Posted by Mark J. Miller on August 2, 2012 12:03 PM
Nike has its FuelBand, the bracelet that tracks everything a “serious” athlete wants to know about so she or he can finish their workout and yap about whatever their NikeFuel number is at that moment. But soon people will have a whole new and much more invasive tracking system: one that you actually eat like a pill.
This new microchip the size of a grain of sand isn’t built for athletes who want bragging rights. The idea is to help the, well, unhealthy among us track their bodies better so doctors can know what the ill need on a regular basis. For someone who needs to take pills on a regular basis, the device can inform them when their body needs the medicine.
The FDA has just approved what PC World is calling a smart pill from Proteus Digital Health “that keeps track of your insides and relays that medical information back to your healthcare provider.” The so-called ingestible digital sensors are activated by mixing with the stomach’s digestive fluids and then transmitting to a patch on the patient’s skin, the site notes. The patch then sends "vital information about your medication-taking behaviors and how your body is responding" to the doctor or nurse’s mobile device.Continue reading...
Posted by Barry Silverstein on February 22, 2012 01:25 PM
Battling counterfeit products is one of a brand's biggest headaches. More often than not, counterfeiting strikes luxury and accessory brands, since it is easier to sell fake branded handbags, shoes, and clothes online and in flea markets and bazaars around the world. But what about when buying a knock-off has life-or-death implications?
Fake products are penetrating an even more serious category than luxury goods — pharmaceuticals. America's Food and Drug Administration just announced the findings of the agency’s investigation of fake vials of the cancer drug Avastin that have showed up in California, Illionis, and Texas.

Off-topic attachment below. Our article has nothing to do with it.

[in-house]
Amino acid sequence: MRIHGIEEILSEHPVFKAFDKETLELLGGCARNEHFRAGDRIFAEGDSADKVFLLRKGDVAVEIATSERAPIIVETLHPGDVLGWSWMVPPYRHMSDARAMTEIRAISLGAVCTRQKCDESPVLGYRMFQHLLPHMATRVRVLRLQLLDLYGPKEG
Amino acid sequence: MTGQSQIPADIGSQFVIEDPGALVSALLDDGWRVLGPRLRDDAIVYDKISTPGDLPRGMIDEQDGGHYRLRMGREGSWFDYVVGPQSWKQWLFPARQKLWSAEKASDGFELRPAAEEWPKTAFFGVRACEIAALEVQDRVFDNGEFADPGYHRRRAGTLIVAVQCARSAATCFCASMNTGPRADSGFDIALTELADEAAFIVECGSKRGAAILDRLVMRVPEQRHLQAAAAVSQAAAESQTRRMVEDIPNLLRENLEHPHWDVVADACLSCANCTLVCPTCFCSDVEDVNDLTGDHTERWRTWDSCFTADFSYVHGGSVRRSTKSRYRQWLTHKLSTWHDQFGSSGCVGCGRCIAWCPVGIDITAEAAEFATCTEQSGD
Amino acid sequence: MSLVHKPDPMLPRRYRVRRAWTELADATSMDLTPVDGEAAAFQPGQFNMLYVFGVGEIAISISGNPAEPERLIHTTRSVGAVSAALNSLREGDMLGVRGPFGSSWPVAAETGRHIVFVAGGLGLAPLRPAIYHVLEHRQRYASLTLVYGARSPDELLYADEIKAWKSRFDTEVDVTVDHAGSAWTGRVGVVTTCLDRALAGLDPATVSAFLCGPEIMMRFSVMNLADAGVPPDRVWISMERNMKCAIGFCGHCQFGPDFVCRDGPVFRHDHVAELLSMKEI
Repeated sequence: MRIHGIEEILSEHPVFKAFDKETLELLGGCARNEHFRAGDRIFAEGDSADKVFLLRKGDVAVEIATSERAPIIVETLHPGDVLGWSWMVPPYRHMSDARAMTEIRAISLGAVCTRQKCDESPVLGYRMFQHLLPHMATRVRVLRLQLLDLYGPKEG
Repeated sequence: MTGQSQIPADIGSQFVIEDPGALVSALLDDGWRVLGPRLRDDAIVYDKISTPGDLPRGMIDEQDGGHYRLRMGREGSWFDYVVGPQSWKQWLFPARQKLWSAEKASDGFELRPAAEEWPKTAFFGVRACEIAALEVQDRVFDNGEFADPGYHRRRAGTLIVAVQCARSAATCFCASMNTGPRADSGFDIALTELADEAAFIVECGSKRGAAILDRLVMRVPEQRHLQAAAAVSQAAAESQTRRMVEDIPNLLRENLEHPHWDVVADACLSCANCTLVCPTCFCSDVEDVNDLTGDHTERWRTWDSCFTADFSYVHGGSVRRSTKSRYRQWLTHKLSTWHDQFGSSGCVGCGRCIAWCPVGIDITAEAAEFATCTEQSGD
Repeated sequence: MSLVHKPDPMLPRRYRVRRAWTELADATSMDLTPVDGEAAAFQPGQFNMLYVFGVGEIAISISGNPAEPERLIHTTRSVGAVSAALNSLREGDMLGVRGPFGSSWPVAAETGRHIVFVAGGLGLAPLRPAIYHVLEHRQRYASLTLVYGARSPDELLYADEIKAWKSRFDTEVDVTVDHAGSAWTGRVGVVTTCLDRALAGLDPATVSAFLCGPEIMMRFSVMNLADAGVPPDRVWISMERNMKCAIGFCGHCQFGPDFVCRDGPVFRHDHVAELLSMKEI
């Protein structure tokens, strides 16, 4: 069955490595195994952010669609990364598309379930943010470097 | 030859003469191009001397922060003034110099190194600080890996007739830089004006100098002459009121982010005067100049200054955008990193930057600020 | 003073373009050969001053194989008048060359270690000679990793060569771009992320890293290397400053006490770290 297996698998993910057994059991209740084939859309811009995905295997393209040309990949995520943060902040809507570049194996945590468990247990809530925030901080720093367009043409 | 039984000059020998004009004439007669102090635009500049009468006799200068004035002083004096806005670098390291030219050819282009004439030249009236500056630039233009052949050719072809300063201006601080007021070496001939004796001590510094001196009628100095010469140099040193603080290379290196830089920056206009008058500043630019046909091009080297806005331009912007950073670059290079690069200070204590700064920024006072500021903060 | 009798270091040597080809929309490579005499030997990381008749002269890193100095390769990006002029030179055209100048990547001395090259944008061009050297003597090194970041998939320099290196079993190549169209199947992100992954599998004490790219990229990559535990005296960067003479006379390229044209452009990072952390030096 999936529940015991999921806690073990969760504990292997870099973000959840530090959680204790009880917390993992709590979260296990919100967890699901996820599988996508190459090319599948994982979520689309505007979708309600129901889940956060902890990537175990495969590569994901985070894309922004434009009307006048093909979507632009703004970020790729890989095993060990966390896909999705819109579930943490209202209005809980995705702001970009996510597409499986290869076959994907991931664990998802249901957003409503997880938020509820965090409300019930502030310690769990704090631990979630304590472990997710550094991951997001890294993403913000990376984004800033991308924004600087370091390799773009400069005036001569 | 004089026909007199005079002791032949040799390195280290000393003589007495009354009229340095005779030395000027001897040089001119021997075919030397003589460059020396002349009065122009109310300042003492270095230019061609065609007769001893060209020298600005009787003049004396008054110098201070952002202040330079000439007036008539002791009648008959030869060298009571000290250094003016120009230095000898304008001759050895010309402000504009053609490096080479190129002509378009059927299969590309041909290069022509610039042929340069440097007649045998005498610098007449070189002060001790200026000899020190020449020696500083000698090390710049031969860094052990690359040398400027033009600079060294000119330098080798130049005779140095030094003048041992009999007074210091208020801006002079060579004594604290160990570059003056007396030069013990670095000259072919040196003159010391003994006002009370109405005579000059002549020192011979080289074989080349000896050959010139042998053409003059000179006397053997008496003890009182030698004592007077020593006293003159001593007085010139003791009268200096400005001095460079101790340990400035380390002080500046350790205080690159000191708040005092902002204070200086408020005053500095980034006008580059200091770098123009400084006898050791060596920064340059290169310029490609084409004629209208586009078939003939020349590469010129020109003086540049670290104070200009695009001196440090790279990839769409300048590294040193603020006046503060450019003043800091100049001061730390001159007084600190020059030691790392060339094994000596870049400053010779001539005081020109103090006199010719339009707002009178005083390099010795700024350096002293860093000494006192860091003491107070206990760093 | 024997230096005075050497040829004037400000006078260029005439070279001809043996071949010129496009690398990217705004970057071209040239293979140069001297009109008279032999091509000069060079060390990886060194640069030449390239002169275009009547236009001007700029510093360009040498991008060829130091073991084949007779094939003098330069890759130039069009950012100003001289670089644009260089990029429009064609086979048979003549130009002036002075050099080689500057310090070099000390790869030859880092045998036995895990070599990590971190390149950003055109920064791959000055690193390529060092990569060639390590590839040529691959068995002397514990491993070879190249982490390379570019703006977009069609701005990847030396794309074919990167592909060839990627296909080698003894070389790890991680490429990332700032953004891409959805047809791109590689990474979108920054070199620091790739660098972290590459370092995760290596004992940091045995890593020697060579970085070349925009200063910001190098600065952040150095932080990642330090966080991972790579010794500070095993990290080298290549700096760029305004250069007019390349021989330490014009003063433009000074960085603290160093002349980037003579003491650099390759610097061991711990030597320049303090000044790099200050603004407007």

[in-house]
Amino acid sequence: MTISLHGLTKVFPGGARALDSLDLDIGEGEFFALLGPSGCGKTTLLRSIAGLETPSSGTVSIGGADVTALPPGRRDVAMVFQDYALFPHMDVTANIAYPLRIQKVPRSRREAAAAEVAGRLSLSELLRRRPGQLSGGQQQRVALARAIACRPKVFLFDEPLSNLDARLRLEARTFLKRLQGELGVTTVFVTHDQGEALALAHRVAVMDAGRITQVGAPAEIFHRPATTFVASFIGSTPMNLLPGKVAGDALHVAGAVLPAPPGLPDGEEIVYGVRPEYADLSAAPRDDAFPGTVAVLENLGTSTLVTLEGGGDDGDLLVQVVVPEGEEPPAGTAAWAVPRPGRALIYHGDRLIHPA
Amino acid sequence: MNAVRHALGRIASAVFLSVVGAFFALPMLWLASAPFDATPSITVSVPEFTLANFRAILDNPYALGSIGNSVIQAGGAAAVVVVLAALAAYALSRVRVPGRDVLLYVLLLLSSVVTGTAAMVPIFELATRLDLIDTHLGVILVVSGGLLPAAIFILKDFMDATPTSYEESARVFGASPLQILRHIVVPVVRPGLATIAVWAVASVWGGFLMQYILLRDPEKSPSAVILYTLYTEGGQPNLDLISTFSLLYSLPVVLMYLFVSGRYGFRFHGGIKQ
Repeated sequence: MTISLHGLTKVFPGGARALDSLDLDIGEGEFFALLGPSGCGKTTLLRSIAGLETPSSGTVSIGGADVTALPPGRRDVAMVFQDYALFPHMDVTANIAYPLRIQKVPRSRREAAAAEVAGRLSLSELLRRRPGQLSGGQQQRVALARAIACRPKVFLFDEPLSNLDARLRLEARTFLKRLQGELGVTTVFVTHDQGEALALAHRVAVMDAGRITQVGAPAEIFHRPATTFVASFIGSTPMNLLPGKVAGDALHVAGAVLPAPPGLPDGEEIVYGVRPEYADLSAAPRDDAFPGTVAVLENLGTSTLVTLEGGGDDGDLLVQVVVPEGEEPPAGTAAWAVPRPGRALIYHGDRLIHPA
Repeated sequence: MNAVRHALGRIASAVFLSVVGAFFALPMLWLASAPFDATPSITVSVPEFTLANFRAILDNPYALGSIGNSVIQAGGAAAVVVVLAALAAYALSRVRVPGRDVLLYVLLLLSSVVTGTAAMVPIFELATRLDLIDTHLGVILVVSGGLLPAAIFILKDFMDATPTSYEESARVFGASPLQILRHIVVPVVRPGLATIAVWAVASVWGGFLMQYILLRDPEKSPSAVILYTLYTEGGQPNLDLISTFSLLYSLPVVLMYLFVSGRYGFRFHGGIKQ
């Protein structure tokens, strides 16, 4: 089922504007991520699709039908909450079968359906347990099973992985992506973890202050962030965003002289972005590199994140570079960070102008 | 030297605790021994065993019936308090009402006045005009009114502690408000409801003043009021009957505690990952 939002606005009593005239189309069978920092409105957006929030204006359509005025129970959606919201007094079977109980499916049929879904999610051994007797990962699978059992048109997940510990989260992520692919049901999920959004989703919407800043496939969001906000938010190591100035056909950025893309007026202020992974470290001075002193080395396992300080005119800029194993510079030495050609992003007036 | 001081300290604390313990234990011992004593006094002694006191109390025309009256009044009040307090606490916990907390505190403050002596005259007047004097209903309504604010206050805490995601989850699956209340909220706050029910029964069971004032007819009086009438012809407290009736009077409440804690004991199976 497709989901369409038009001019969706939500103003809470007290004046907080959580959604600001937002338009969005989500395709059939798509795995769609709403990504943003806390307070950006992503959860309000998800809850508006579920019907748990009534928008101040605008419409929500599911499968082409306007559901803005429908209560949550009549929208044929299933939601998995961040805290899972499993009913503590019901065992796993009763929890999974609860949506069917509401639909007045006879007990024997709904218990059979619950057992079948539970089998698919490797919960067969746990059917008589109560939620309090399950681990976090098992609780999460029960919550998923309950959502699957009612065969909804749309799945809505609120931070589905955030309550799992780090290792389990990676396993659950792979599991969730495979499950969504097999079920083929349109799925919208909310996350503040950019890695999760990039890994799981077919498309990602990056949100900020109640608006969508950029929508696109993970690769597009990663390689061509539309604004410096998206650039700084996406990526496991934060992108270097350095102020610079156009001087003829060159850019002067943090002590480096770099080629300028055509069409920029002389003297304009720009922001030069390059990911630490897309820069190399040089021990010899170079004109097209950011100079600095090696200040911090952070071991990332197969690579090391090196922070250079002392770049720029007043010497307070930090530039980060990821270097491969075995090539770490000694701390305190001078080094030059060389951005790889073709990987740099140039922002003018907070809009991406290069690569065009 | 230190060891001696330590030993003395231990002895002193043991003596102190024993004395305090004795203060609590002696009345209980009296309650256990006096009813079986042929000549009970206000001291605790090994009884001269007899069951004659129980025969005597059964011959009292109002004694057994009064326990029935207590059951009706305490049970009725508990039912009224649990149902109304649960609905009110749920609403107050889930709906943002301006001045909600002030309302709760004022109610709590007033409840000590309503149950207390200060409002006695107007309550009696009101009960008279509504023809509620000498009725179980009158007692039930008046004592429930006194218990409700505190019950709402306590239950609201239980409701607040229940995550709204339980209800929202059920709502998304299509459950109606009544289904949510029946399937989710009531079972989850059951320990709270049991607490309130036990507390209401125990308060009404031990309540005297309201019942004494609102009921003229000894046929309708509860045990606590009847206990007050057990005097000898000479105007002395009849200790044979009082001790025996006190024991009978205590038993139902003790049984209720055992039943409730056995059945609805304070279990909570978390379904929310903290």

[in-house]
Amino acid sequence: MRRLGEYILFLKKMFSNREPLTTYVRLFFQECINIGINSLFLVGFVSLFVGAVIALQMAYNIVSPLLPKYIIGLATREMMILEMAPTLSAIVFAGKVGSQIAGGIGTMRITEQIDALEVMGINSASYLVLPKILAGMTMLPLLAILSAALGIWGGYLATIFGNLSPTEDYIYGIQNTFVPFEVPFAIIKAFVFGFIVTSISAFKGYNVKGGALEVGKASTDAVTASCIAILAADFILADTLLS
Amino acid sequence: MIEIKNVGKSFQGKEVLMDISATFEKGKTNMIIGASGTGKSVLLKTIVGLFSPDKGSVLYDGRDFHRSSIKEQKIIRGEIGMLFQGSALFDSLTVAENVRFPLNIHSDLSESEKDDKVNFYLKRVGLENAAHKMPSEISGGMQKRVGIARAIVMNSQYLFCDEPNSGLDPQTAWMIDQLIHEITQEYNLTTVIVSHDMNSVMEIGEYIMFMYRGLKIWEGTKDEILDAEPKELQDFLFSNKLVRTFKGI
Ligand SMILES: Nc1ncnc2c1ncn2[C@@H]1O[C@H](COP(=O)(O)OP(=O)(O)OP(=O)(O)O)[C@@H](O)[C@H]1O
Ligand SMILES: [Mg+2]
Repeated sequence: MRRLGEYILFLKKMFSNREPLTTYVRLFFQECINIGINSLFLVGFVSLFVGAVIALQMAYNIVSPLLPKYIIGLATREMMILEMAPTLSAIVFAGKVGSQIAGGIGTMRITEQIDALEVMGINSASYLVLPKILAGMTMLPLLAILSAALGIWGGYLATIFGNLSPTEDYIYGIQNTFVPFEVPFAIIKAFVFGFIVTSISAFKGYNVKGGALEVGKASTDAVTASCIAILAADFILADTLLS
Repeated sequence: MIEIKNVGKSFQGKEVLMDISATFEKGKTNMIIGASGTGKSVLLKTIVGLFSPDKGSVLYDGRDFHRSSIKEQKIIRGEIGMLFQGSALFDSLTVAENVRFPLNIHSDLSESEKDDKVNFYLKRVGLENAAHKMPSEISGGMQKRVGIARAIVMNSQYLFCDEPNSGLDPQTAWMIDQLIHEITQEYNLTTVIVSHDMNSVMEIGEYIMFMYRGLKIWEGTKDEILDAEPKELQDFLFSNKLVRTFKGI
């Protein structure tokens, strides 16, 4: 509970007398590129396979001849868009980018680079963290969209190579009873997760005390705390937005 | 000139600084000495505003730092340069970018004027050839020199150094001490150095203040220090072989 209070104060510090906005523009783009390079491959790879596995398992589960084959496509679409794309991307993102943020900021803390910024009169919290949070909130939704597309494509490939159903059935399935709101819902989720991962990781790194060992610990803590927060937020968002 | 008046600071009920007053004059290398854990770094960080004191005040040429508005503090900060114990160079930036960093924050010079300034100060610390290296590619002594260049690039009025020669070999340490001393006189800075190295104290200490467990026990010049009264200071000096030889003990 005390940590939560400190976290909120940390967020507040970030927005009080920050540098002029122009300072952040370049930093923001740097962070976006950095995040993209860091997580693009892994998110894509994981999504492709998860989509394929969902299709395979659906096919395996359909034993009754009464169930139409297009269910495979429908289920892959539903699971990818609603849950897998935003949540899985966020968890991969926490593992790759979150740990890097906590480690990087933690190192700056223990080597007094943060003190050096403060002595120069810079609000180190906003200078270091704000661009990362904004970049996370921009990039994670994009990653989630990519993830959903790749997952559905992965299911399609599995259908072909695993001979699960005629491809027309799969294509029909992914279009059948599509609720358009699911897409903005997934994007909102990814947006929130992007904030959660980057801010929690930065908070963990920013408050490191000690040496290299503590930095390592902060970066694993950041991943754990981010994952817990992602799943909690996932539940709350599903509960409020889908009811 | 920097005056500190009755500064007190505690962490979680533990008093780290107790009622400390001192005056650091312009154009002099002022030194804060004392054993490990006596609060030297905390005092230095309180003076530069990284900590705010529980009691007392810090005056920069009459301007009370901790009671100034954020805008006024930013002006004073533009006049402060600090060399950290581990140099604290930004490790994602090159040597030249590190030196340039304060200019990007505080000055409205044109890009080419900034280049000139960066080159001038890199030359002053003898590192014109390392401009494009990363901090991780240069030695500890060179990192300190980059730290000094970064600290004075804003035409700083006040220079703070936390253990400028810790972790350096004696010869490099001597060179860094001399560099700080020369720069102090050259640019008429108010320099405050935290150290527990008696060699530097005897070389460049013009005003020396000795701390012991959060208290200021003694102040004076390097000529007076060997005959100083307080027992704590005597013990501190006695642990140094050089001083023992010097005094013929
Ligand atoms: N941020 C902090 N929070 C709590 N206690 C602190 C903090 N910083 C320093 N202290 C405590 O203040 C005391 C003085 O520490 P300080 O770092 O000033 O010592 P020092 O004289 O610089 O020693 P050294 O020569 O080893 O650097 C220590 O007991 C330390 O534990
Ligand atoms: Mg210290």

The FDA's tests indicated the vials did not contain Avastin's active ingredient, and traced the phony drug to the U.K. via a distributor in Tennessee. Reuters reported that the fake Avastin apparently originated in Cairo, Egypt and went from there through Switzerland to Britain. While the FDA was warned about the products by British officials late last year, it only confirmed that they were counterfeit last week. Cancer patients and medical practitioners, understandably, are up in arms.Continue reading...
Posted by Michael Waltzer on March 31, 2011 01:00 PM
You can't help but notice the Help Remedies line of over-the-counter medicines for its distinctive packaging. The New York-based brand's minimal, clean design hints at what's inside with an impression of the blister-pack, for instance, but it's the text that really sells what's inside.
Offering simple medicine for simple health issues, it strips away the complexities that typical medicinal packaging bombards patients with. Instead, each package bears a "Help, I..." line of text, such as "Help, I can't sleep" for a sleep aid, or "Help, I have a headache" for a package of acetaminophen.
The simplicity of the packaging matches the promise of the products, which feature no dyes, coatings, and aim to use only the main chemical needed to treat what the patient needs.Continue reading...